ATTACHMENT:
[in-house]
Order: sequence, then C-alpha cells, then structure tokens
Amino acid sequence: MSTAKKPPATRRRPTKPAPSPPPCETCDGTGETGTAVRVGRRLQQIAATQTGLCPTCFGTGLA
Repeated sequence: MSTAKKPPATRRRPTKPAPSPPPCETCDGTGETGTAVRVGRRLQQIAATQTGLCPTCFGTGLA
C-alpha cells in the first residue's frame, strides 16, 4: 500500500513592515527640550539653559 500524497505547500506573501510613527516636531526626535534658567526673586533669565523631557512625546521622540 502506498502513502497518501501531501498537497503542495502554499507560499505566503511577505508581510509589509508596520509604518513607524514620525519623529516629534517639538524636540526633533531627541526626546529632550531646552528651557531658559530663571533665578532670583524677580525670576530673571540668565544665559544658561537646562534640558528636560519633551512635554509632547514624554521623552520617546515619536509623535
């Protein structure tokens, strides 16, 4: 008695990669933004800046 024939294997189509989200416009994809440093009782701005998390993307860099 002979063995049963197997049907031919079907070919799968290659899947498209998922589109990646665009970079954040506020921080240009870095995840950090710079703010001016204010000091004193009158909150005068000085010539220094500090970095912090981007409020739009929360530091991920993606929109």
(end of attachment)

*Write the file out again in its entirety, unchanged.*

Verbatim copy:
[in-house]
Order: sequence, then C-alpha cells, then structure tokens
Amino acid sequence: MSTAKKPPATRRRPTKPAPSPPPCETCDGTGETGTAVRVGRRLQQIAATQTGLCPTCFGTGLA
Repeated sequence: MSTAKKPPATRRRPTKPAPSPPPCETCDGTGETGTAVRVGRRLQQIAATQTGLCPTCFGTGLA
C-alpha cells in the first residue's frame, strides 16, 4: 500500500513592515527640550539653559 500524497505547500506573501510613527516636531526626535534658567526673586533669565523631557512625546521622540 502506498502513502497518501501531501498537497503542495502554499507560499505566503511577505508581510509589509508596520509604518513607524514620525519623529516629534517639538524636540526633533531627541526626546529632550531646552528651557531658559530663571533665578532670583524677580525670576530673571540668565544665559544658561537646562534640558528636560519633551512635554509632547514624554521623552520617546515619536509623535
């Protein structure tokens, strides 16, 4: 008695990669933004800046 024939294997189509989200416009994809440093009782701005998390993307860099 002979063995049963197997049907031919079907070919799968290659899947498209998922589109990646665009970079954040506020921080240009870095995840950090710079703010001016204010000091004193009158909150005068000085010539220094500090970095912090981007409020739009929360530091991920993606929109």